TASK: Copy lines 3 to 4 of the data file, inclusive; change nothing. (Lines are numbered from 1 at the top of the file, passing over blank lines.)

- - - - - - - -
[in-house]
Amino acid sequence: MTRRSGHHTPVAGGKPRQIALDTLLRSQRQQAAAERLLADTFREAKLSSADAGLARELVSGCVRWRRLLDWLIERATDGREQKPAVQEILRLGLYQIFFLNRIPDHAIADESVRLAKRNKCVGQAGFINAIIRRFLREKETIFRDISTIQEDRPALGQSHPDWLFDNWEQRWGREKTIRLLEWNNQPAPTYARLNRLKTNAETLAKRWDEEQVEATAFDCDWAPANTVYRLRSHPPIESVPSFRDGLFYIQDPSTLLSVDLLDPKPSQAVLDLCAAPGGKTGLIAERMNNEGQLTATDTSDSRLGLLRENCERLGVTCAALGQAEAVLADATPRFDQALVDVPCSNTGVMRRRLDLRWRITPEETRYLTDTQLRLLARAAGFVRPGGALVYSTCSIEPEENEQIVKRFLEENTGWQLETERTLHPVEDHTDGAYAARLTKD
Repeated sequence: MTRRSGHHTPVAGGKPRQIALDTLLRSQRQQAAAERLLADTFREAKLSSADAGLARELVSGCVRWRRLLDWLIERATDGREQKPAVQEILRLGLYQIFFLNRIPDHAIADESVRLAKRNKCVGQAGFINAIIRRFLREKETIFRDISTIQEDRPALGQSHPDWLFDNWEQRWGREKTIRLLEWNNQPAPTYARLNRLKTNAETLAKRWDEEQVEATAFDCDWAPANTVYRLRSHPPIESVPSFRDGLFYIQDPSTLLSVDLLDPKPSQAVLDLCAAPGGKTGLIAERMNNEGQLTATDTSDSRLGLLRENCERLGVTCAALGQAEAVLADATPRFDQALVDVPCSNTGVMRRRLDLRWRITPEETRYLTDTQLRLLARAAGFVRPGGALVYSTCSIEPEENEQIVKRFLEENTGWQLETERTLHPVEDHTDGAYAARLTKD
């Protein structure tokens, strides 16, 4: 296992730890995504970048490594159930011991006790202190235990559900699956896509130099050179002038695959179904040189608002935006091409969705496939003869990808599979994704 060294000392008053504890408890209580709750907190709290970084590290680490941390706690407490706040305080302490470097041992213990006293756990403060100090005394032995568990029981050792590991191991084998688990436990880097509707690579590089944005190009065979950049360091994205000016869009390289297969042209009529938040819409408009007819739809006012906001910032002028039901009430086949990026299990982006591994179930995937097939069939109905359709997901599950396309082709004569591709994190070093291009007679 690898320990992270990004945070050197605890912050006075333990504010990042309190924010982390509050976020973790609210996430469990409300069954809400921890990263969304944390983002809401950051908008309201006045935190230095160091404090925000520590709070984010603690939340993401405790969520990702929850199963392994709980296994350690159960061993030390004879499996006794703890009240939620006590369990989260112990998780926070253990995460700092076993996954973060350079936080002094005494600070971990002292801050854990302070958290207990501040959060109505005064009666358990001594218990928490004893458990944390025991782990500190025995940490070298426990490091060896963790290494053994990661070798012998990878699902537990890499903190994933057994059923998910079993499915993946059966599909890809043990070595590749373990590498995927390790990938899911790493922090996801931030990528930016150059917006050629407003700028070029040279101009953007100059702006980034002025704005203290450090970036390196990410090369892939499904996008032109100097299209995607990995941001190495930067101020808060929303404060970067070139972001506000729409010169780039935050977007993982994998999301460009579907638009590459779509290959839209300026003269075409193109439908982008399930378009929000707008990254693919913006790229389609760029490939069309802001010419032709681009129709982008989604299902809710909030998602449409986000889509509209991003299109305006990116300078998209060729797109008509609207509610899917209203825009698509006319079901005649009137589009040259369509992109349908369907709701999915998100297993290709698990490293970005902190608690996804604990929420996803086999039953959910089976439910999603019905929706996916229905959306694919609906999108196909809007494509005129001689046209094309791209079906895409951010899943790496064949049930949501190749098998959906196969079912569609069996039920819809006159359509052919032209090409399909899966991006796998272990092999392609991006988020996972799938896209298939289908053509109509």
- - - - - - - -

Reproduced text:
Repeated sequence: MTRRSGHHTPVAGGKPRQIALDTLLRSQRQQAAAERLLADTFREAKLSSADAGLARELVSGCVRWRRLLDWLIERATDGREQKPAVQEILRLGLYQIFFLNRIPDHAIADESVRLAKRNKCVGQAGFINAIIRRFLREKETIFRDISTIQEDRPALGQSHPDWLFDNWEQRWGREKTIRLLEWNNQPAPTYARLNRLKTNAETLAKRWDEEQVEATAFDCDWAPANTVYRLRSHPPIESVPSFRDGLFYIQDPSTLLSVDLLDPKPSQAVLDLCAAPGGKTGLIAERMNNEGQLTATDTSDSRLGLLRENCERLGVTCAALGQAEAVLADATPRFDQALVDVPCSNTGVMRRRLDLRWRITPEETRYLTDTQLRLLARAAGFVRPGGALVYSTCSIEPEENEQIVKRFLEENTGWQLETERTLHPVEDHTDGAYAARLTKD
């Protein structure tokens, strides 16, 4: 296992730890995504970048490594159930011991006790202190235990559900699956896509130099050179002038695959179904040189608002935006091409969705496939003869990808599979994704 060294000392008053504890408890209580709750907190709290970084590290680490941390706690407490706040305080302490470097041992213990006293756990403060100090005394032995568990029981050792590991191991084998688990436990880097509707690579590089944005190009065979950049360091994205000016869009390289297969042209009529938040819409408009007819739809006012906001910032002028039901009430086949990026299990982006591994179930995937097939069939109905359709997901599950396309082709004569591709994190070093291009007679 690898320990992270990004945070050197605890912050006075333990504010990042309190924010982390509050976020973790609210996430469990409300069954809400921890990263969304944390983002809401950051908008309201006045935190230095160091404090925000520590709070984010603690939340993401405790969520990702929850199963392994709980296994350690159960061993030390004879499996006794703890009240939620006590369990989260112990998780926070253990995460700092076993996954973060350079936080002094005494600070971990002292801050854990302070958290207990501040959060109505005064009666358990001594218990928490004893458990944390025991782990500190025995940490070298426990490091060896963790290494053994990661070798012998990878699902537990890499903190994933057994059923998910079993499915993946059966599909890809043990070595590749373990590498995927390790990938899911790493922090996801931030990528930016150059917006050629407003700028070029040279101009953007100059702006980034002025704005203290450090970036390196990410090369892939499904996008032109100097299209995607990995941001190495930067101020808060929303404060970067070139972001506000729409010169780039935050977007993982994998999301460009579907638009590459779509290959839209300026003269075409193109439908982008399930378009929000707008990254693919913006790229389609760029490939069309802001010419032709681009129709982008989604299902809710909030998602449409986000889509509209991003299109305006990116300078998209060729797109008509609207509610899917209203825009698509006319079901005649009137589009040259369509992109349908369907709701999915998100297993290709698990490293970005902190608690996804604990929420996803086999039953959910089976439910999603019905929706996916229905959306694919609906999108196909809007494509005129001689046209094309791209079906895409951010899943790496064949049930949501190749098998959906196969079912569609069996039920819809006159359509052919032209090409399909899966991006796998272990092999392609991006988020996972799938896209298939289908053509109509």